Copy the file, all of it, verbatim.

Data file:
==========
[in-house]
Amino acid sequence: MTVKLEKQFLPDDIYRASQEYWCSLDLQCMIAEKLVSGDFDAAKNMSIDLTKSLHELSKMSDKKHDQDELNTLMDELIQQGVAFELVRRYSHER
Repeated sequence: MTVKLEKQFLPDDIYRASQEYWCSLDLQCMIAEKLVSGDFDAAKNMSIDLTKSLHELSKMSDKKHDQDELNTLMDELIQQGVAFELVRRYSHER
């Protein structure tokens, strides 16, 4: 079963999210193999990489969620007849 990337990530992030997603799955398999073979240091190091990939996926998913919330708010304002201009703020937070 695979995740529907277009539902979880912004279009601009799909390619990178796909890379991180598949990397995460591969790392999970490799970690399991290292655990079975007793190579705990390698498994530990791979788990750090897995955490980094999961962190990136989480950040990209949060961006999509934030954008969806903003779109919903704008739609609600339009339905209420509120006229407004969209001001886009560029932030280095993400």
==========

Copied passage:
[in-house]
Amino acid sequence: MTVKLEKQFLPDDIYRASQEYWCSLDLQCMIAEKLVSGDFDAAKNMSIDLTKSLHELSKMSDKKHDQDELNTLMDELIQQGVAFELVRRYSHER
Repeated sequence: MTVKLEKQFLPDDIYRASQEYWCSLDLQCMIAEKLVSGDFDAAKNMSIDLTKSLHELSKMSDKKHDQDELNTLMDELIQQGVAFELVRRYSHER
């Protein structure tokens, strides 16, 4: 079963999210193999990489969620007849 990337990530992030997603799955398999073979240091190091990939996926998913919330708010304002201009703020937070 695979995740529907277009539902979880912004279009601009799909390619990178796909890379991180598949990397995460591969790392999970490799970690399991290292655990079975007793190579705990390698498994530990791979788990750090897995955490980094999961962190990136989480950040990209949060961006999509934030954008969806903003779109919903704008739609609600339009339905209420509120006229407004969209001001886009560029932030280095993400």